Activity in the service sector weakened in January, according to the latest survey by the Federal Reserve Bank of Richmond. Revenues contracted at services-providing firms, though not as sharply as in December. Retail sales flattened overall, despite a steep drop in big-ticket sales. Shopper traffic diminished, and retailers tightened inventories further this month. Employment cuts picked up across the service sector while average wages declined.
Looking ahead six months, retailers expected sales to increase, while contacts at services firms had a gloomy outlook.
Price growth edged up at service sector businesses this month. Going forward, survey respondents expected quicker price growth during the next six months.
Indicators in the broad service sector continued to show weakness in January. Revenues contracted, but by less than a month ago, lifting the index to −19 from −30. Employers in the service sector trimmed payrolls further this month; that index dropped to −24 from last month's −19. In addition, average wages pulled back somewhat. The index slipped to −9 from December's reading of 5. Survey respondents expected weak business conditions to persist during the next six months, bringing the index for future demand seven points lower in January, to −10.
Retail sales flattened in January, warming the index to zero from −27. However, big-ticket sales continued to fall, keeping that index deep in negative territory at −51, following −50 last month. Shopper traffic declined, with the index nine points below its month-ago reading of −32. Merchants reined in their inventories in January; the index fell to −26, following December's −19. Retailers' outlook for consumer demand in the six months ahead remained upbeat. The expectations index added a point to finish the month at 6.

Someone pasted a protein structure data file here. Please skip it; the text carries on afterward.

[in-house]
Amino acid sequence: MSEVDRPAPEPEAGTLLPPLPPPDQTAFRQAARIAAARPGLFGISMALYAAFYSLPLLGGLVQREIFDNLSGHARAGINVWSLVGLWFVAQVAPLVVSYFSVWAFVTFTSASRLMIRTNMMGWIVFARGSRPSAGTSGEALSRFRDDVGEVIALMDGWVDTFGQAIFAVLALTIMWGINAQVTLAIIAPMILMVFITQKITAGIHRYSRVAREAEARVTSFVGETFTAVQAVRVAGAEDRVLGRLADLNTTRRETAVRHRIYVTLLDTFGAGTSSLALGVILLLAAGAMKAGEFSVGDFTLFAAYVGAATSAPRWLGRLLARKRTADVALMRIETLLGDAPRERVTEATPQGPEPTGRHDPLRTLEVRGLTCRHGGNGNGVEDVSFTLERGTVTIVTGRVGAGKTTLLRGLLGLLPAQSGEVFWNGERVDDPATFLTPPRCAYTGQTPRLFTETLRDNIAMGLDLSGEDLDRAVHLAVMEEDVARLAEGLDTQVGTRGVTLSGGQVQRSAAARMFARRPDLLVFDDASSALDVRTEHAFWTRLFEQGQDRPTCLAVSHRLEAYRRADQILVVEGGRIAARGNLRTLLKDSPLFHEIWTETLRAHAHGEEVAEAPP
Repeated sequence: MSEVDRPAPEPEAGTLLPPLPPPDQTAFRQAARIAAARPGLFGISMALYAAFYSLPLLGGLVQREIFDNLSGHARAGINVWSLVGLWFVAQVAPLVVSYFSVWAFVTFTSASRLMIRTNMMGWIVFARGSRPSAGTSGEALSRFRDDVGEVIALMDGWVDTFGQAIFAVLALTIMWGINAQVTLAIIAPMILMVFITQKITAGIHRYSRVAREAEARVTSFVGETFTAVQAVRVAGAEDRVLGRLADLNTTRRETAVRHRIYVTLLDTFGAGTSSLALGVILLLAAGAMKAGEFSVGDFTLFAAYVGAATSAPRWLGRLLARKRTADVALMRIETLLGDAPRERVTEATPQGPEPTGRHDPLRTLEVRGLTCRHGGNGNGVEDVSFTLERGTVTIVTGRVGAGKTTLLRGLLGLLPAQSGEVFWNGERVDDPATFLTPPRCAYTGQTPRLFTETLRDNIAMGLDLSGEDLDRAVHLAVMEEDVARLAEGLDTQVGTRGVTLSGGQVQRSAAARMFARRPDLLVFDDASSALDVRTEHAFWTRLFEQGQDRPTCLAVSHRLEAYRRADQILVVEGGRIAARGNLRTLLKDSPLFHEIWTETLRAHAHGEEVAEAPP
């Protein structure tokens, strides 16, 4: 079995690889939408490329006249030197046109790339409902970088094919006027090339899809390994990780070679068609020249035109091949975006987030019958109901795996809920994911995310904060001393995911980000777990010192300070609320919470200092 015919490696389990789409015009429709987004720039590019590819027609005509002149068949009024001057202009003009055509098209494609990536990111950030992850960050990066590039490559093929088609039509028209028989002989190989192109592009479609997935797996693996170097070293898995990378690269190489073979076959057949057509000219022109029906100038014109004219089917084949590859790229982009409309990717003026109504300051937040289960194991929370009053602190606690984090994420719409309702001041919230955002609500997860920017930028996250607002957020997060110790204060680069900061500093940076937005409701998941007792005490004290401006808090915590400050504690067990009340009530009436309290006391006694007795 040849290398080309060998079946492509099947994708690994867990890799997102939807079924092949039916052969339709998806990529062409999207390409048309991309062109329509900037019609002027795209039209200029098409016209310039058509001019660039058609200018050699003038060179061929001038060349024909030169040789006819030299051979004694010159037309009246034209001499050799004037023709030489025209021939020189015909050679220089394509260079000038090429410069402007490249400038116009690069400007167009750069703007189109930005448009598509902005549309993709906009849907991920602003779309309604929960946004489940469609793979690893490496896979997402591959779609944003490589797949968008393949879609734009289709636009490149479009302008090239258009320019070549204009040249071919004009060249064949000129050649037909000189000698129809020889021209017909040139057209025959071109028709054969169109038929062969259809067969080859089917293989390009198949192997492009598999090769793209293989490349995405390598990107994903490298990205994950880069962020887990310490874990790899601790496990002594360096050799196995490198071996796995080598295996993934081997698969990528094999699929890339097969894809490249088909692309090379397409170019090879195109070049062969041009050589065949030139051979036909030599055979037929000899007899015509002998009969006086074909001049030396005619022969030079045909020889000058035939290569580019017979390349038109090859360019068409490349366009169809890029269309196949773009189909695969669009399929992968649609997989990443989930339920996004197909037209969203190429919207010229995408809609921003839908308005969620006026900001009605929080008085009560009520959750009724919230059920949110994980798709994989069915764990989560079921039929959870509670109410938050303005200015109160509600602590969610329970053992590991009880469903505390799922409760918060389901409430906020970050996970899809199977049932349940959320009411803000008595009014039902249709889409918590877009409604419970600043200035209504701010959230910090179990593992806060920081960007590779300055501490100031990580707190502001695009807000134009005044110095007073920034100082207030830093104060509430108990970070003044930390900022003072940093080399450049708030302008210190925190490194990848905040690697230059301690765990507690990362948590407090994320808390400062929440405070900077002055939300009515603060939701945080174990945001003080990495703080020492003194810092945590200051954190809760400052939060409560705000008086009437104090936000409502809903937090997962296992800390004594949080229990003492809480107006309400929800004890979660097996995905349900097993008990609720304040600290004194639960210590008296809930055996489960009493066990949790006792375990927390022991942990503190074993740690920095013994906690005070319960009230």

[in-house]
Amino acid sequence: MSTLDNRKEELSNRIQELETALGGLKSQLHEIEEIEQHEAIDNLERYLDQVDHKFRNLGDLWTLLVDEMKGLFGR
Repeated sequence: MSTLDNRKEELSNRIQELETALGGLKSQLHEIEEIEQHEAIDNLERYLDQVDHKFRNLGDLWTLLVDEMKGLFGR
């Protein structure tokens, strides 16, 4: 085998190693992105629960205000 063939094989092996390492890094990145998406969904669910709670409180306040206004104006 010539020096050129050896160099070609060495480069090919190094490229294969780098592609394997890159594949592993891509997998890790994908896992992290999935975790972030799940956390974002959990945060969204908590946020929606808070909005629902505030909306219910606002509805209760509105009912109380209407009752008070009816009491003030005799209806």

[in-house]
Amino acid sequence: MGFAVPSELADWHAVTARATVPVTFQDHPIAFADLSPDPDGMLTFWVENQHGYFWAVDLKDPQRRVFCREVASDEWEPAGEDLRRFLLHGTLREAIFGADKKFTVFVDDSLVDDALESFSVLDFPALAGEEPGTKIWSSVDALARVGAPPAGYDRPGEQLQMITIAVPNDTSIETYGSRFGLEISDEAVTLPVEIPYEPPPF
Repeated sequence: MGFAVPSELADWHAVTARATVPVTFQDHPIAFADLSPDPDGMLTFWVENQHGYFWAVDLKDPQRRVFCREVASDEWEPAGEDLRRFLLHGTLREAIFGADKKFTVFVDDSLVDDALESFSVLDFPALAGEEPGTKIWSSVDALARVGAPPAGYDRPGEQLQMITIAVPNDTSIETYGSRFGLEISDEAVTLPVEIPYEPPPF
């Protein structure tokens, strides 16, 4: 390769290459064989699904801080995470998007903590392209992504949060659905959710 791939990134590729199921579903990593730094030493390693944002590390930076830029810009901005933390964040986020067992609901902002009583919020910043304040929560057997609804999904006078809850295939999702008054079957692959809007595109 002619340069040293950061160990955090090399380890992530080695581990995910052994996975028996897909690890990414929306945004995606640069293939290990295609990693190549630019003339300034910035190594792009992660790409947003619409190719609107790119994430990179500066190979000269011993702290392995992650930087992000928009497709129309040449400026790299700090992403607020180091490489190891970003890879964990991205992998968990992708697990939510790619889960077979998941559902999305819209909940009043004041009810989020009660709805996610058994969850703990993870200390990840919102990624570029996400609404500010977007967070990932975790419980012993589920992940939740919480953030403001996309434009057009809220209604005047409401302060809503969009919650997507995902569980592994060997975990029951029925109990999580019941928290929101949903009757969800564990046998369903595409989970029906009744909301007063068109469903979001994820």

Increasingly, retail employers cut their payrolls in January. The index for retail employment sank eight points to −22. Average retail wages contracted as well, pulling that index to −8 from December's 6.
Revenues at services-providing firms fell in January. However, the contraction slowed from a month earlier, with the index adding ten points to end the month at −23. Employment at services firms remained on a downslide; that index dropped to −25 from December's −20. Average wages at services-providing firms edged down, to an index of −9 in January from 4. In the history of this survey, the index was below zero only once previously — in May of 2002. For the six months ahead, respondents at services firms predicted further weakness in their markets. The expectations index fell 11 points to −17.
Price growth in the service sector moved up in January, to an annual rate of 1.07 percent, compared to the annual rate of 0.73 percent in December. At retail establishments, price growth strengthened slightly to 1.69 percent in January, compared to last month's 1.40 percent growth. At services-providing firms, price growth advanced to a 0.84 percent pace following 0.42 percent in December.
Survey respondents expected price growth to continue to pick up in the six months ahead. In the broad service sector, they looked for prices to grow at a 1.76 percent pace compared to last month's outlook for 1.16 percent. Separately, retailers expected future price growth of 1.89 percent, compared to their expectation last month for 1.85 percent growth. Respondents at services firms looked for 1.74 percent growth in prices. In December, they predicted prices would grow at a 0.93 percent pace.
Senior Economic Analyst